To emphasize the subjectivity of Taiwanese art and to build an interpretive mechanism for the development and Taiwanese art history, the museum curates thematic exhibitions on fine art in Taiwan. Other than introducing important collections, the NTMoFA invites scholars and experts in relevant fields to share their deep and diverse research perspectives. In addition, to construct an interface of exchange across national borders and art disciplines, as well as to broaden visions for the research of fine art, we hold academic discussions, forums and talks in conjunction with our key international exhibitions, thematic exhibitions, and biennials to create more room for dialogues with relevant institutions, art museums, academic communities, and artists around the world.


Preserving Taiwanese art     

Based on the following three axes, “the context of Taiwanese art,” “the context of art mediums and genres,” and “the styles and schools of artists,” and after more than 30 years of collecting, the NTMoFA has acquired roughly 19,000 artworks at this point. These are not only important references for establishing the history and development of Taiwanese art, but also epitomize Taiwan’s social trends and economic and cultural developments in all periods.  

We expect ourselves to protect the fine art heritage for Taiwan. We preserve our collections properly and regularly examine, document, conserve, and frame them. By collecting, cataloging, digitizing, and studying relevant documentation, we have set up a diverse database of images and texts. Using information technology, we have established an automatic collection management and service system, so that we can share art and cultural resources with the public.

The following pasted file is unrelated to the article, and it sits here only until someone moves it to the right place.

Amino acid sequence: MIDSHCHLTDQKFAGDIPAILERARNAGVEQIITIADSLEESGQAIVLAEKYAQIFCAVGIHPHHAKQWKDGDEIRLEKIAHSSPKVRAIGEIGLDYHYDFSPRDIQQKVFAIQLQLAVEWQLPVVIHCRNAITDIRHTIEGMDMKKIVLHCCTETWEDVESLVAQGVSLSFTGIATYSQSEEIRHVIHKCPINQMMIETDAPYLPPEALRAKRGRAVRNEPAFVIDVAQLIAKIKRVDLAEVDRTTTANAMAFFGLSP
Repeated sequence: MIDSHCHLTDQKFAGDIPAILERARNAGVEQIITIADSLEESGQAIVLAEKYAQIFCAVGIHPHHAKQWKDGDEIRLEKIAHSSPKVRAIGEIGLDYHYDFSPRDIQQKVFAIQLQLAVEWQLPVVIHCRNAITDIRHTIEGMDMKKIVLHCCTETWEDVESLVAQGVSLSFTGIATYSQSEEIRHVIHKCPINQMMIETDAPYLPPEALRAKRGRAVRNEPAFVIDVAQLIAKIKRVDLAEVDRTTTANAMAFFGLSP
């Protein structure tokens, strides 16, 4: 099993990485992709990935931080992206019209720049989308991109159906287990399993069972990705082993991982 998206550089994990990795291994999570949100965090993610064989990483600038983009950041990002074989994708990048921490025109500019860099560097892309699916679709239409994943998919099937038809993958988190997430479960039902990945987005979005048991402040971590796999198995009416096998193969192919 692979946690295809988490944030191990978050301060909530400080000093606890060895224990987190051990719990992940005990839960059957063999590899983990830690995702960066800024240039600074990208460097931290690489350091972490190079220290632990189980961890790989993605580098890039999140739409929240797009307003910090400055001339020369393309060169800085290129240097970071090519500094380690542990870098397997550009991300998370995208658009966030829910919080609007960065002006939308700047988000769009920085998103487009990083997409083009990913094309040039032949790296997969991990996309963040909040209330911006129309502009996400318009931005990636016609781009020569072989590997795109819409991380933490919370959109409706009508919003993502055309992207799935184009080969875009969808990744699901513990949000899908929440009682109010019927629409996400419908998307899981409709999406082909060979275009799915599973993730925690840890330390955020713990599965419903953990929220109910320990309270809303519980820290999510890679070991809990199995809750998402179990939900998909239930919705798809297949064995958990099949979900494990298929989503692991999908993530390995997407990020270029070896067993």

We keep finding ways to use our collections creatively. Such include planning highlighted exhibitions and holding educational events, delving into the history of fine art in Taiwan and the collections, and promoting these artworks through catalogs, journals, and many other publications, as well as online data services. Through the application of modern technologies, we express the deepen values of our collections, and appreciate important Taiwanese artworks with multi-perspectives. Along with new experiential devices, such as AR/VR/MR and interactive projections, we hope to introduce the characteristics of Taiwanese art to the public, in ways that resonate with their daily lives.  

Acquiring and sharing the knowledge of art

The NTMoFA has an Art Library that specializes in fine art and has been accumulating a wide range of art resources since its inauguration. It mainly collects relevant books and journals, in addition to maintaining an e-archive and multimedia data of the sort. It has also been actively calling for documentations on fine art in Taiwan lately, makes it on of the most important database for studying the history and development of Taiwanese art in Taiwan. The library provides the following: open-shelf books, online resources, art references, photocopying services, collection guides, multimedia screenings, documentation deliveries, with a knowledge-based services and enriching content to share with the public.  

For the reading demand of children under aged 12, the NTMoFA sets up picture book area “Art Dream” with art as salient character and illustration books. Art Dream leads children to appreciate the artistic language by reading illustration books and storytelling, to cultivate children’s aesthetic feelings and reading habits as sowing seeds of culture and art.